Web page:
Academic writing, task management, and OmniFocus

Task management systems, invented to increase focus and productivity, may become a source of distraction and procrastination. I certainly learned that when I tried to integrate my academic writing with OmniFocus. OmniFocus provides reminders, information, and space to decide what should be done. When you’re writing, you don’t need any of these. You need your determination, your notes and references, your Mac with the writing software and the Pomodoro. As Rands in Repose describes in ‘A Precious Hour’, creative work does not really have a place in the crazy world of email and OmniFocus. You need to create another world for it.

This other world may be morning (or afternoon) hours when you shut all your systems and just write. It may also be a separate physical space or a dedicated desktop on your computer. It should be protected from the onslaught of external information and request. Yet, there should be a connection between the two worlds. We academics write not (only) for fun and pleasure: we need to observe publishing schedules, incorporate various data, and collaborate with co-authors by email. So how do we implement this connection?

For a while, I experimented with entering different writing-related stuff into OmniFocus. At one point I tried to keep literally everything there. It included for example, many writing thoughts and inputs. It ended in a disaster to both OmniFocus and my writing. I firmyly decided to keep some things out of OmniFocus. I still maintain a list of my writing projects and even such funny “tasks” as “Write XXX article” (duration: 40h). Needless to say this ‘task’ does not enter any of my daily doing routines. I do not need a reminder that I have a large writing project, I just need to create a space and incline my mind. Yet, a list of long writing tasks (in OmniFocus or elsewhere) may be useful because it helps long-term time planning and supports your resolve to say ‘no’ to impossible assignments.

It is still useful to keep certain things related to your writing in OmniFocus. These can include returning proofs, meeting coauthors, and circulating copies of your published work (hooray!) Other bits and pieces related to writing (notes and ideas) may be kept in NValt, OmniOutliner, TaskPaper and other systems which live on that magical desktop where the three drafts are born.

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About Aleh Cherp

Aleh Cherp is Professor of Environmental Sciences and Policy at Central European University and Associate Professor of Lund University. He is also the coordinator of MESPOM, an Erasmus Mundus Masters course operated by six Universities in Europe and North America.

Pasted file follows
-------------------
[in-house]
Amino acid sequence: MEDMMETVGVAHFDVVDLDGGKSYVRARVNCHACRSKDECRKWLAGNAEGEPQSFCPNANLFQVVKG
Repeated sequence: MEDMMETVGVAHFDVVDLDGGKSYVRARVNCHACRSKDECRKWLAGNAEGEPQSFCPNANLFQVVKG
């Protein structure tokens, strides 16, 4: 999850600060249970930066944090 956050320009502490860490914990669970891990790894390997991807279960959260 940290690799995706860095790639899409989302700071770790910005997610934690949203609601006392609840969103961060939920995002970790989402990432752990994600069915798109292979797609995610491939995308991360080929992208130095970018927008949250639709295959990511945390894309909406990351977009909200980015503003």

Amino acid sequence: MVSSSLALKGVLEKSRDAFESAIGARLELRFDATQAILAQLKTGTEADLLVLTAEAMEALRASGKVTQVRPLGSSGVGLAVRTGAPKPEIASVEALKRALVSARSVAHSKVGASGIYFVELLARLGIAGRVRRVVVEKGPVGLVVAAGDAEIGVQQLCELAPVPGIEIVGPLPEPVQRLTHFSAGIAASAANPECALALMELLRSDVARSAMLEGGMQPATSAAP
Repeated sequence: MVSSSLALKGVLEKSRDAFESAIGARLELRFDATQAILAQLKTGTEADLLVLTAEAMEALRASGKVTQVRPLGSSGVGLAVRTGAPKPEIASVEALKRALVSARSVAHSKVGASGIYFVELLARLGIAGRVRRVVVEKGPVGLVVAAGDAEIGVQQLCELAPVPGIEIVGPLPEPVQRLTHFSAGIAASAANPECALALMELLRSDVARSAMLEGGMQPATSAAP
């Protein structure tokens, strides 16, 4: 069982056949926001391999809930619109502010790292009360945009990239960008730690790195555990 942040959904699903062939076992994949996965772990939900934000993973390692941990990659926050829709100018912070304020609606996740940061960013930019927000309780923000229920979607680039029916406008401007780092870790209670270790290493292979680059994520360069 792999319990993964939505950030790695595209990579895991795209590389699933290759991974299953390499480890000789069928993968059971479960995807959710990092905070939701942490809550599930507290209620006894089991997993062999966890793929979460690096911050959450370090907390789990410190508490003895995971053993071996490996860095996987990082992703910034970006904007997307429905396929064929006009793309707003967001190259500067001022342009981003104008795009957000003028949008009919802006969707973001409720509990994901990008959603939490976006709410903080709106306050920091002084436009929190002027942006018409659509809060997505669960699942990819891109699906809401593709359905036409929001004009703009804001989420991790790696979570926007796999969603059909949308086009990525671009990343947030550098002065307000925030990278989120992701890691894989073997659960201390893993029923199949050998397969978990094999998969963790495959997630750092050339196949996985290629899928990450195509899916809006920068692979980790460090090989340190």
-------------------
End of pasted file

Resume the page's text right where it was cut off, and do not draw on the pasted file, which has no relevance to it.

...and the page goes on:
This entry was posted in Tasks, Workflows, Writing and tagged , , , , . Bookmark the permalink.

4 Responses to Academic writing, task management, and OmniFocus

  1. Csaba Pusztai says:

    Hmm, I wonder if a creative process can be backed up by ‘tools’n’methods’ that are inherently designed for exploitative rather than explorative tasks. Well, I guess one can get used to relying on little apps and tricks, but as for me, I am still wired in an analog way. Regardless of skeuomorphic features (e.g., the cork board in Scrivener) which try to give the user the ‘old school’ feel, I seem to remember things by their physical location. I can remember that I scribbled a note on the upper left corner of the second page of a printed paper, but there are no such clues there for me when working on the computer. Maybe indexing, tagging is exactly meant to replace (augment) our traditional cognitive structures that enabled locating information based on physical interaction/contact (flipping through actual pages, handwriting on margins etc.). I have always thought I was a geek, and now I have to find out that I am not. :)

    • Jessica Jewell says:

      Csaba I don’t think you’re alone in this, particularly not among people with really active spatial cognition. Some cognitive research has also come out about how long-hand writing triggers creative and memory processes far better than typing. But one of these decades I’m sure we’ll laugh about they days when we typed to talk to our computers!

  2. zerode says:

    Reblogged this on atelier186 and commented:
    I use OmniFocus as well and find it incredibly useful, particularly for organizing projects and keeping track of more complex tasks.

  3. Pingback: The Tao of the three drafts | Academic workflows on Mac

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